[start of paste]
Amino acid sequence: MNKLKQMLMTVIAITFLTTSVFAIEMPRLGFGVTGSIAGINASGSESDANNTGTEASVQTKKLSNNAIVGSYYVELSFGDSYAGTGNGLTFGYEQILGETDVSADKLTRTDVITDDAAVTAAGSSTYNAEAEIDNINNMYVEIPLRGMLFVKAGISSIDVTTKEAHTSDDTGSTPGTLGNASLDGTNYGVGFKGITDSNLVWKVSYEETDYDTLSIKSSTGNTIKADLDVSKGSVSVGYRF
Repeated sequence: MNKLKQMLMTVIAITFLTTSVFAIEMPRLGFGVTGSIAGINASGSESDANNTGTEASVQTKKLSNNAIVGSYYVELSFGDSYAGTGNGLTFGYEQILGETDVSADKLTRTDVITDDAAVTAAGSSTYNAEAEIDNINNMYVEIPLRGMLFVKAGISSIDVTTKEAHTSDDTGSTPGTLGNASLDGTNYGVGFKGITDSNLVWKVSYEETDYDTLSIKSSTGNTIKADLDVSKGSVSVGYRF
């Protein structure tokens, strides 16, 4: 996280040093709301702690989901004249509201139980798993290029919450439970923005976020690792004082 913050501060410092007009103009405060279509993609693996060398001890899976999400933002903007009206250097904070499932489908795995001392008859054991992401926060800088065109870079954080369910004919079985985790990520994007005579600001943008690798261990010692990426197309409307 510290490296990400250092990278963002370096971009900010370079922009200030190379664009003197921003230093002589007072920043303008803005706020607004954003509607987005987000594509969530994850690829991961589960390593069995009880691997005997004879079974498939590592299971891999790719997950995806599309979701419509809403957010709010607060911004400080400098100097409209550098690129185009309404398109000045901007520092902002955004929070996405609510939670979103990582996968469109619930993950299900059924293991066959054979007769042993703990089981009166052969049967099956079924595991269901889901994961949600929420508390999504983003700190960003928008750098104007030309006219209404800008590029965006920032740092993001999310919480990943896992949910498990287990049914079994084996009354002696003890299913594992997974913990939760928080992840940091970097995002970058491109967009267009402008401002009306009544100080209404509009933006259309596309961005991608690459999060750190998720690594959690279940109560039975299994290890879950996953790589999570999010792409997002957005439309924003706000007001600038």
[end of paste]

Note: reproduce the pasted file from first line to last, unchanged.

Amino acid sequence: MNKLKQMLMTVIAITFLTTSVFAIEMPRLGFGVTGSIAGINASGSESDANNTGTEASVQTKKLSNNAIVGSYYVELSFGDSYAGTGNGLTFGYEQILGETDVSADKLTRTDVITDDAAVTAAGSSTYNAEAEIDNINNMYVEIPLRGMLFVKAGISSIDVTTKEAHTSDDTGSTPGTLGNASLDGTNYGVGFKGITDSNLVWKVSYEETDYDTLSIKSSTGNTIKADLDVSKGSVSVGYRF
Repeated sequence: MNKLKQMLMTVIAITFLTTSVFAIEMPRLGFGVTGSIAGINASGSESDANNTGTEASVQTKKLSNNAIVGSYYVELSFGDSYAGTGNGLTFGYEQILGETDVSADKLTRTDVITDDAAVTAAGSSTYNAEAEIDNINNMYVEIPLRGMLFVKAGISSIDVTTKEAHTSDDTGSTPGTLGNASLDGTNYGVGFKGITDSNLVWKVSYEETDYDTLSIKSSTGNTIKADLDVSKGSVSVGYRF
């Protein structure tokens, strides 16, 4: 996280040093709301702690989901004249509201139980798993290029919450439970923005976020690792004082 913050501060410092007009103009405060279509993609693996060398001890899976999400933002903007009206250097904070499932489908795995001392008859054991992401926060800088065109870079954080369910004919079985985790990520994007005579600001943008690798261990010692990426197309409307 510290490296990400250092990278963002370096971009900010370079922009200030190379664009003197921003230093002589007072920043303008803005706020607004954003509607987005987000594509969530994850690829991961589960390593069995009880691997005997004879079974498939590592299971891999790719997950995806599309979701419509809403957010709010607060911004400080400098100097409209550098690129185009309404398109000045901007520092902002955004929070996405609510939670979103990582996968469109619930993950299900059924293991066959054979007769042993703990089981009166052969049967099956079924595991269901889901994961949600929420508390999504983003700190960003928008750098104007030309006219209404800008590029965006920032740092993001999310919480990943896992949910498990287990049914079994084996009354002696003890299913594992997974913990939760928080992840940091970097995002970058491109967009267009402008401002009306009544100080209404509009933006259309596309961005991608690459999060750190998720690594959690279940109560039975299994290890879950996953790589999570999010792409997002957005439309924003706000007001600038």